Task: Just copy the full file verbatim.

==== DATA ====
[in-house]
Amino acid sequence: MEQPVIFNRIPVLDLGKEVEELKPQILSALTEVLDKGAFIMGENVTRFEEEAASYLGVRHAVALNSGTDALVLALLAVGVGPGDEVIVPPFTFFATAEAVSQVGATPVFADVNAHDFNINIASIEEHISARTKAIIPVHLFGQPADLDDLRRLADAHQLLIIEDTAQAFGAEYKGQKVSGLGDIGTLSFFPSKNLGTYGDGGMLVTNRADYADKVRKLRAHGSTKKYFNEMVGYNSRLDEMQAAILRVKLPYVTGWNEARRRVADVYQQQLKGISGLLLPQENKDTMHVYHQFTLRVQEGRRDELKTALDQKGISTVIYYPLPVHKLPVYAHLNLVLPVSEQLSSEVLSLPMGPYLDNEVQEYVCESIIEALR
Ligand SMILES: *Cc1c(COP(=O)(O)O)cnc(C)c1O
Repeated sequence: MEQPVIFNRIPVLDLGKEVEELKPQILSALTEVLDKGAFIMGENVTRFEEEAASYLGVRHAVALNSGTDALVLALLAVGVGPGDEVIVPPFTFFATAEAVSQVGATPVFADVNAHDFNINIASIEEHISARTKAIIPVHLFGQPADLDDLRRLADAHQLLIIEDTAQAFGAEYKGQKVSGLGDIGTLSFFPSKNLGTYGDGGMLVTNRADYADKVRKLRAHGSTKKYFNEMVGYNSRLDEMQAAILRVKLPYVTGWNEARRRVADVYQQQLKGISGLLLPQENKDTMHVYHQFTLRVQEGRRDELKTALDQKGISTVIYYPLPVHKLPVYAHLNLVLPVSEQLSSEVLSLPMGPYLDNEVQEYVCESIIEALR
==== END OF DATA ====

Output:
[in-house]
Amino acid sequence: MEQPVIFNRIPVLDLGKEVEELKPQILSALTEVLDKGAFIMGENVTRFEEEAASYLGVRHAVALNSGTDALVLALLAVGVGPGDEVIVPPFTFFATAEAVSQVGATPVFADVNAHDFNINIASIEEHISARTKAIIPVHLFGQPADLDDLRRLADAHQLLIIEDTAQAFGAEYKGQKVSGLGDIGTLSFFPSKNLGTYGDGGMLVTNRADYADKVRKLRAHGSTKKYFNEMVGYNSRLDEMQAAILRVKLPYVTGWNEARRRVADVYQQQLKGISGLLLPQENKDTMHVYHQFTLRVQEGRRDELKTALDQKGISTVIYYPLPVHKLPVYAHLNLVLPVSEQLSSEVLSLPMGPYLDNEVQEYVCESIIEALR
Ligand SMILES: *Cc1c(COP(=O)(O)O)cnc(C)c1O
Repeated sequence: MEQPVIFNRIPVLDLGKEVEELKPQILSALTEVLDKGAFIMGENVTRFEEEAASYLGVRHAVALNSGTDALVLALLAVGVGPGDEVIVPPFTFFATAEAVSQVGATPVFADVNAHDFNINIASIEEHISARTKAIIPVHLFGQPADLDDLRRLADAHQLLIIEDTAQAFGAEYKGQKVSGLGDIGTLSFFPSKNLGTYGDGGMLVTNRADYADKVRKLRAHGSTKKYFNEMVGYNSRLDEMQAAILRVKLPYVTGWNEARRRVADVYQQQLKGISGLLLPQENKDTMHVYHQFTLRVQEGRRDELKTALDQKGISTVIYYPLPVHKLPVYAHLNLVLPVSEQLSSEVLSLPMGPYLDNEVQEYVCESIIEALR